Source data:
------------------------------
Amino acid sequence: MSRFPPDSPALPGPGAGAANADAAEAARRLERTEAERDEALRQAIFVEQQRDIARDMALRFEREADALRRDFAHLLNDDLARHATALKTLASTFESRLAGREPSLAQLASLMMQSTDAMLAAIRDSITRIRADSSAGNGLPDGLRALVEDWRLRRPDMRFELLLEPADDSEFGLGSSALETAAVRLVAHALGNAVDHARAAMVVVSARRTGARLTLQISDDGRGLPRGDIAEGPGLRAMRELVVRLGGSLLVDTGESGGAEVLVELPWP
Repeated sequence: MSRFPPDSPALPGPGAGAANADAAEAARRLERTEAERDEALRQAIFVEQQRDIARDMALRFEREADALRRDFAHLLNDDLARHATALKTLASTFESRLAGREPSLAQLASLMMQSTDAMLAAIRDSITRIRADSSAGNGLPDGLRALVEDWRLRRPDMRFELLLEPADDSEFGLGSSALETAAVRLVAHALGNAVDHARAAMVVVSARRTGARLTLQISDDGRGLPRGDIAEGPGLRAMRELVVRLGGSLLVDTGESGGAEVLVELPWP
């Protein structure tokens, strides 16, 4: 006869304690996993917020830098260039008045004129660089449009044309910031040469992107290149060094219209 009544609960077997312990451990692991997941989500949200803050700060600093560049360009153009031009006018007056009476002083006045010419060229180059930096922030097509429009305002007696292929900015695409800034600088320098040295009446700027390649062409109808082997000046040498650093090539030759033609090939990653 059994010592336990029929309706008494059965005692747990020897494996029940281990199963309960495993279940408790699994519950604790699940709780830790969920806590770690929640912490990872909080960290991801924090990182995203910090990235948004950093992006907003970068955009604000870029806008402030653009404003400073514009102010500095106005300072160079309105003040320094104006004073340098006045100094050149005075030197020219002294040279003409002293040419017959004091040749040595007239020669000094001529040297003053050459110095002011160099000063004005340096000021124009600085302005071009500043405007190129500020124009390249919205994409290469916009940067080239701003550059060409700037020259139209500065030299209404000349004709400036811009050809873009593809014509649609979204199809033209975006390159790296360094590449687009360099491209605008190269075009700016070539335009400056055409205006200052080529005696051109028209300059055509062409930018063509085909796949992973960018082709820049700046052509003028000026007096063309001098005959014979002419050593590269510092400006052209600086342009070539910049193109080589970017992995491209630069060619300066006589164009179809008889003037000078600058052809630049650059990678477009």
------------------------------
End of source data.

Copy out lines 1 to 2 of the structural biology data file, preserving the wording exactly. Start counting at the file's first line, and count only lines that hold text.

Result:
Amino acid sequence: MSRFPPDSPALPGPGAGAANADAAEAARRLERTEAERDEALRQAIFVEQQRDIARDMALRFEREADALRRDFAHLLNDDLARHATALKTLASTFESRLAGREPSLAQLASLMMQSTDAMLAAIRDSITRIRADSSAGNGLPDGLRALVEDWRLRRPDMRFELLLEPADDSEFGLGSSALETAAVRLVAHALGNAVDHARAAMVVVSARRTGARLTLQISDDGRGLPRGDIAEGPGLRAMRELVVRLGGSLLVDTGESGGAEVLVELPWP
Repeated sequence: MSRFPPDSPALPGPGAGAANADAAEAARRLERTEAERDEALRQAIFVEQQRDIARDMALRFEREADALRRDFAHLLNDDLARHATALKTLASTFESRLAGREPSLAQLASLMMQSTDAMLAAIRDSITRIRADSSAGNGLPDGLRALVEDWRLRRPDMRFELLLEPADDSEFGLGSSALETAAVRLVAHALGNAVDHARAAMVVVSARRTGARLTLQISDDGRGLPRGDIAEGPGLRAMRELVVRLGGSLLVDTGESGGAEVLVELPWP